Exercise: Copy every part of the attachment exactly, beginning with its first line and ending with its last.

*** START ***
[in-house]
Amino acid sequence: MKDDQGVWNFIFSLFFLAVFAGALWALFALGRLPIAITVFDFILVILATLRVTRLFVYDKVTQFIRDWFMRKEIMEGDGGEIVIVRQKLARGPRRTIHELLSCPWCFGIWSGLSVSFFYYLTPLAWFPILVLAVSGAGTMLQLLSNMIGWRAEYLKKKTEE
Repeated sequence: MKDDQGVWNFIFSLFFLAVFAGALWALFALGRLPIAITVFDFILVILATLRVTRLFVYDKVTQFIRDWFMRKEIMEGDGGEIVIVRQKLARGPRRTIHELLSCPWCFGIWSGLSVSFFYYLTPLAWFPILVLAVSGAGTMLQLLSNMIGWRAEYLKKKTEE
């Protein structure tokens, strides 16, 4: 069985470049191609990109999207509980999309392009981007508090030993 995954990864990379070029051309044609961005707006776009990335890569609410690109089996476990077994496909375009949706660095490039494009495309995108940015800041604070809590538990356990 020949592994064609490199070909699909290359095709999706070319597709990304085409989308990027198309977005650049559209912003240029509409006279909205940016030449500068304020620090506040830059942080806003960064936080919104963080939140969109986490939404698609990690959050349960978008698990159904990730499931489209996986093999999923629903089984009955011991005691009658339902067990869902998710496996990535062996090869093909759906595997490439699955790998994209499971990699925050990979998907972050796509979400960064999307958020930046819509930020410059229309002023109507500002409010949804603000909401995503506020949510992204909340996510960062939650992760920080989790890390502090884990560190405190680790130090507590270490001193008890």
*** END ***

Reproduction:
[in-house]
Amino acid sequence: MKDDQGVWNFIFSLFFLAVFAGALWALFALGRLPIAITVFDFILVILATLRVTRLFVYDKVTQFIRDWFMRKEIMEGDGGEIVIVRQKLARGPRRTIHELLSCPWCFGIWSGLSVSFFYYLTPLAWFPILVLAVSGAGTMLQLLSNMIGWRAEYLKKKTEE
Repeated sequence: MKDDQGVWNFIFSLFFLAVFAGALWALFALGRLPIAITVFDFILVILATLRVTRLFVYDKVTQFIRDWFMRKEIMEGDGGEIVIVRQKLARGPRRTIHELLSCPWCFGIWSGLSVSFFYYLTPLAWFPILVLAVSGAGTMLQLLSNMIGWRAEYLKKKTEE
């Protein structure tokens, strides 16, 4: 069985470049191609990109999207509980999309392009981007508090030993 995954990864990379070029051309044609961005707006776009990335890569609410690109089996476990077994496909375009949706660095490039494009495309995108940015800041604070809590538990356990 020949592994064609490199070909699909290359095709999706070319597709990304085409989308990027198309977005650049559209912003240029509409006279909205940016030449500068304020620090506040830059942080806003960064936080919104963080939140969109986490939404698609990690959050349960978008698990159904990730499931489209996986093999999923629903089984009955011991005691009658339902067990869902998710496996990535062996090869093909759906595997490439699955790998994209499971990699925050990979998907972050796509979400960064999307958020930046819509930020410059229309002023109507500002409010949804603000909401995503506020949510992204909340996510960062939650992760920080989790890390502090884990560190405190680790130090507590270490001193008890």